"Donate Car To Charity" Scheme May End

Joseph Pappalardo joepappalardo2001@yahoo.com
Sat Dec 18 15:32:59 EST 2004

> Several commercial stations (the ones I've heard are WBZ-AM and WTKK-FM)
> have run spots for a scheme whereby listeners are invited to "donate"
> their cars to "charities" for re-sale, and the "donors" get a hefty
> tax deduction.  A few months ago, the Boston Sunday Globe's consumer
> reporter Bruce Mohl published a story outlining how a private firm (I
> name it but you may know who it is) profited greatly from this scheme.

I hardly think of it as a "scheme".

It's what it is...

You wanna get rid of a car (or other property?)

Want it to do some good to your favorite charity?

Firm "A" will take your car...covert it to cash somehow...and the charity
will get some cash...Firm "A" get paid for doing the "food chain" work for
the older car.

Sound like a pretty good deal for everyone involved.

> As the IRS became aware of it, they promulgated a new rule that should
> diminish or wipe out this process.  Previously you could deduct what
> you considered "book value" for the car, deduct it hope you don't get
> audited.  Now you can only deduct the proceeds of the car after it's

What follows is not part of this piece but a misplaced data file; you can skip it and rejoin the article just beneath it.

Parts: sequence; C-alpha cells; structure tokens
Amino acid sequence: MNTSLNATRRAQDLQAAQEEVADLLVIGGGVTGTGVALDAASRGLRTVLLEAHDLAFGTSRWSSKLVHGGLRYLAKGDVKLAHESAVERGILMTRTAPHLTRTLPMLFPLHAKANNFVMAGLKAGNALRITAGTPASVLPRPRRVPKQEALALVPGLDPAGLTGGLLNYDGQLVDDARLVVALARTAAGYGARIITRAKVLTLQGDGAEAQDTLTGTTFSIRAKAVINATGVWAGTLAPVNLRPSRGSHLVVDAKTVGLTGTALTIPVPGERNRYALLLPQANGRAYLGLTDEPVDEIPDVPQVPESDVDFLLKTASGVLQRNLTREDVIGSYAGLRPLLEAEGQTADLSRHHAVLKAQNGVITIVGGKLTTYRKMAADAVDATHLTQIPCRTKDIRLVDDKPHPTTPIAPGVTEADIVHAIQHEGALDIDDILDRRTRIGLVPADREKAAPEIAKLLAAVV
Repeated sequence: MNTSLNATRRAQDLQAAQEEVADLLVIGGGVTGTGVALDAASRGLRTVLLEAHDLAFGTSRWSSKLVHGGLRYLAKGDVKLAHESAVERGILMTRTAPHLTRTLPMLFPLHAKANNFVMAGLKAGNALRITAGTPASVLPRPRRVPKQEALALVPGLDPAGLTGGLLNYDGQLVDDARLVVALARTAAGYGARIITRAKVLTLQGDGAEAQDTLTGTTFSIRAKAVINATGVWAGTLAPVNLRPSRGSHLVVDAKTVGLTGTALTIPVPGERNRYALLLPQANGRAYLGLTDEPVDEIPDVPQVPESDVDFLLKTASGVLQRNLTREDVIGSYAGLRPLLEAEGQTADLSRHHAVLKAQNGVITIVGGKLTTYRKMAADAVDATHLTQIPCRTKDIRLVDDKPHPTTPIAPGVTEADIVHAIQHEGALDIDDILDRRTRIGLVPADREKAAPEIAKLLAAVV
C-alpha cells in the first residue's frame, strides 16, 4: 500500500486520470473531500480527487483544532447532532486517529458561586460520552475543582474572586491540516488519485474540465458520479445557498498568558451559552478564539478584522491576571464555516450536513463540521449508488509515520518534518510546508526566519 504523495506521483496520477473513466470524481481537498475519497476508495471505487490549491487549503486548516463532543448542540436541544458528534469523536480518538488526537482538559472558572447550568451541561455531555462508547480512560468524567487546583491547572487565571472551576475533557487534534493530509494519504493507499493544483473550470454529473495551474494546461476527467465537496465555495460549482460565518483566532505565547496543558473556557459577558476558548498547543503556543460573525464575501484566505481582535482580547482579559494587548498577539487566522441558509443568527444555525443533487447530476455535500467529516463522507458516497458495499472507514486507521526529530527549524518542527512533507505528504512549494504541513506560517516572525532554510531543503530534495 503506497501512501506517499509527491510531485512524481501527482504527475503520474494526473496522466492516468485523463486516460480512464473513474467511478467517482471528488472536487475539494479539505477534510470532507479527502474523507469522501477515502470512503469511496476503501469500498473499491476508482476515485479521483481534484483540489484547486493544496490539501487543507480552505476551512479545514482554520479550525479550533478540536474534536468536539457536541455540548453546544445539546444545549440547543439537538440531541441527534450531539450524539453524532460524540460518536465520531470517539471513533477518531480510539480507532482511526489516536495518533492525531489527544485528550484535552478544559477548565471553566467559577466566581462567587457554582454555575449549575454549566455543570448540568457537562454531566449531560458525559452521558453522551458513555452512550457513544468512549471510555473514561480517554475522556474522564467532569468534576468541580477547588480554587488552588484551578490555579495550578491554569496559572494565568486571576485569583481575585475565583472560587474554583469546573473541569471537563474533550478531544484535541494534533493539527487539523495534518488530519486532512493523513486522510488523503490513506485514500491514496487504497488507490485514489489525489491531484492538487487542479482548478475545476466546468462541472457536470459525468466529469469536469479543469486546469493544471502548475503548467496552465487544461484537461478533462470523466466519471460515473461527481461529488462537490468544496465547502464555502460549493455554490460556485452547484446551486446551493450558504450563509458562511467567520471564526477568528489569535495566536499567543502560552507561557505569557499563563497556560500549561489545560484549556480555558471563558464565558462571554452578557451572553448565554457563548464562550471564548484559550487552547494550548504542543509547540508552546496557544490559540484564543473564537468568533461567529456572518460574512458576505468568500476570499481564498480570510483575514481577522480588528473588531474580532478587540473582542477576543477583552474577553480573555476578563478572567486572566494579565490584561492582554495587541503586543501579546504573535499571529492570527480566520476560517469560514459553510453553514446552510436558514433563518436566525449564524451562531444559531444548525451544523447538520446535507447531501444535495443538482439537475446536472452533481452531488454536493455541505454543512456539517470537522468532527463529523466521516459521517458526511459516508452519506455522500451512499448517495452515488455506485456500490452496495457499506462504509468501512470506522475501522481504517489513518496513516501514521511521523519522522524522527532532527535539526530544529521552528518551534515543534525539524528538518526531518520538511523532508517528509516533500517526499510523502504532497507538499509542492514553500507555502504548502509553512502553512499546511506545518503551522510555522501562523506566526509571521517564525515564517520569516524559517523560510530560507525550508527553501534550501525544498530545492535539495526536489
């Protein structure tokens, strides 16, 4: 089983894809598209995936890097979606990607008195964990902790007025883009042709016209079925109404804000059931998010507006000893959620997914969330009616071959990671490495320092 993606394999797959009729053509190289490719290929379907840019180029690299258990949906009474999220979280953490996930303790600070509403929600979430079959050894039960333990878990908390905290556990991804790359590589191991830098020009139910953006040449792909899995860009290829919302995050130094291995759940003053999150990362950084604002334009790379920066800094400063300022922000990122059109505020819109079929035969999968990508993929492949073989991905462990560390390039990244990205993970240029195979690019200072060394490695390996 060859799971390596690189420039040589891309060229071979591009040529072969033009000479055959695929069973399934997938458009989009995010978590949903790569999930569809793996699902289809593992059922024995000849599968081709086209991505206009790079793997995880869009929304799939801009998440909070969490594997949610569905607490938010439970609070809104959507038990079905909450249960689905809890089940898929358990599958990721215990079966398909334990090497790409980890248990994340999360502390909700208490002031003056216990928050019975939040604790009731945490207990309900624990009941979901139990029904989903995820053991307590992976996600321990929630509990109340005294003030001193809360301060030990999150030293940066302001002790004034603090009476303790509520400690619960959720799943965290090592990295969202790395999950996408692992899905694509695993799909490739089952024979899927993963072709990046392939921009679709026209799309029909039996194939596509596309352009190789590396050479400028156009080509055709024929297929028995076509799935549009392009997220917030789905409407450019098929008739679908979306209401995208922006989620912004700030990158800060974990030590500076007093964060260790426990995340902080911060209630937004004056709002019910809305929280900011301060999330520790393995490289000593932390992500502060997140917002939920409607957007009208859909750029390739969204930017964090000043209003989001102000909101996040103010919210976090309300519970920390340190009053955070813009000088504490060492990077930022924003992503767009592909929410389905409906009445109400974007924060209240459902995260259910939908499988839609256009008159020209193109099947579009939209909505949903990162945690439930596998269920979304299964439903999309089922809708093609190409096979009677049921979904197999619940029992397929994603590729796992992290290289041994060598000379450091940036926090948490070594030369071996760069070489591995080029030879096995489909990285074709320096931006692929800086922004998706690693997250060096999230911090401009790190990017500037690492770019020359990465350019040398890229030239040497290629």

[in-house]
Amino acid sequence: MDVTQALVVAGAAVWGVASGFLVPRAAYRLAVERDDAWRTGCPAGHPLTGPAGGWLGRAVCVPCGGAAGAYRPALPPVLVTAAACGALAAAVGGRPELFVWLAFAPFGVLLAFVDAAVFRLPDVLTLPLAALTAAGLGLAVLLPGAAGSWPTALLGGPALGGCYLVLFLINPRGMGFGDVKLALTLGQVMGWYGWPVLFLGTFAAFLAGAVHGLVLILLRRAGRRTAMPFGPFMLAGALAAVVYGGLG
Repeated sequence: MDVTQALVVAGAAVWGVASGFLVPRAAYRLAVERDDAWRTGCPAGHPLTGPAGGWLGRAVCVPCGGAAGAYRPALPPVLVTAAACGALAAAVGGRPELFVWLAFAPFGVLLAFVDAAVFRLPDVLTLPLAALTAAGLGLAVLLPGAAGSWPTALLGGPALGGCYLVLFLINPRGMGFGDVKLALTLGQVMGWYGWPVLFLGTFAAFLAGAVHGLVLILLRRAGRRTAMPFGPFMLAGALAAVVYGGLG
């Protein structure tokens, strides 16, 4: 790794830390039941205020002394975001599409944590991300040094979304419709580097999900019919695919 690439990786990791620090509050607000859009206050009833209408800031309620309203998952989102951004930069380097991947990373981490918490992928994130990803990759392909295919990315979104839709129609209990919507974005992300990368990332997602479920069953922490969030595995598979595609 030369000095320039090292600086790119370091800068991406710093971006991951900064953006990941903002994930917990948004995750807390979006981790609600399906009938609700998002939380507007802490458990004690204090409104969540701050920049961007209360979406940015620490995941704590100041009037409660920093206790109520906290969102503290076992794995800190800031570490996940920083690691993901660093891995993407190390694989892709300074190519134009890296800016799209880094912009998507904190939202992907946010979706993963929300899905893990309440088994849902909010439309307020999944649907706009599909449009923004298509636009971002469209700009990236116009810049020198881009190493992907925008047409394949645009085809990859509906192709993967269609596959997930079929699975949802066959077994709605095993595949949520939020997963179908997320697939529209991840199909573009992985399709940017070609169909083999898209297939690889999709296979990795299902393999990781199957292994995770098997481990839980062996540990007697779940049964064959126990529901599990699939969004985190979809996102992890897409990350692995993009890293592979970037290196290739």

> sold, which may be far less.

I was under the impression that you could get a certified appraisal that
would suffice...but again, this is only for cars worth over $5,000.  (I
could be wrong, but that how I understand it.)

> Since almost by definition, people
> interested in this are already itemizing deductions, the comparatively
> return in most cases won't be worth it.

If you could get even a $100 deduction....why wouldn't it be worth it?

By the way, this has been the case for many years.

If I donated my car to my church or synagogue before this "scheme"...the
same rules would've been in place.  I get to take the value of the car as a
charitable deducation...the Church/cynagogue could/would do whatever they
wanted to to turn the car into cash.

If you donate stock to the Dana Farber Cancer institute....Dana Farber would
probably sell the stock for it's value (Which may have increased
substantially since your grandfather left it to you).  And you get the
deducation for it's value.

You've posted on this before.

You seem to imply their is some naughtiness going on.

The only naughtiness is when people inflate, lie or cheat.
(And that's the case with everything.)

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